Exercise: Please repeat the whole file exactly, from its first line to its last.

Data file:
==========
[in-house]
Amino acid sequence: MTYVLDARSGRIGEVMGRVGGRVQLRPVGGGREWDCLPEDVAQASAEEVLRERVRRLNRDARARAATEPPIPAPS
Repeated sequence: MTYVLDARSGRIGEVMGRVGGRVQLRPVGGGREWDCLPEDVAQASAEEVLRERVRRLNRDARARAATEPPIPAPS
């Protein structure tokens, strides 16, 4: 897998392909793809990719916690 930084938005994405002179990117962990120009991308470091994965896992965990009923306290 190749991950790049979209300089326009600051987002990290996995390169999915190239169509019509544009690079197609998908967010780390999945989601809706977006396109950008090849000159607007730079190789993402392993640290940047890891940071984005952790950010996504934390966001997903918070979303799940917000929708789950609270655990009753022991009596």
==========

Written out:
[in-house]
Amino acid sequence: MTYVLDARSGRIGEVMGRVGGRVQLRPVGGGREWDCLPEDVAQASAEEVLRERVRRLNRDARARAATEPPIPAPS
Repeated sequence: MTYVLDARSGRIGEVMGRVGGRVQLRPVGGGREWDCLPEDVAQASAEEVLRERVRRLNRDARARAATEPPIPAPS
């Protein structure tokens, strides 16, 4: 897998392909793809990719916690 930084938005994405002179990117962990120009991308470091994965896992965990009923306290 190749991950790049979209300089326009600051987002990290996995390169999915190239169509019509544009690079197609998908967010780390999945989601809706977006396109950008090849000159607007730079190789993402392993640290940047890891940071984005952790950010996504934390966001997903918070979303799940917000929708789950609270655990009753022991009596």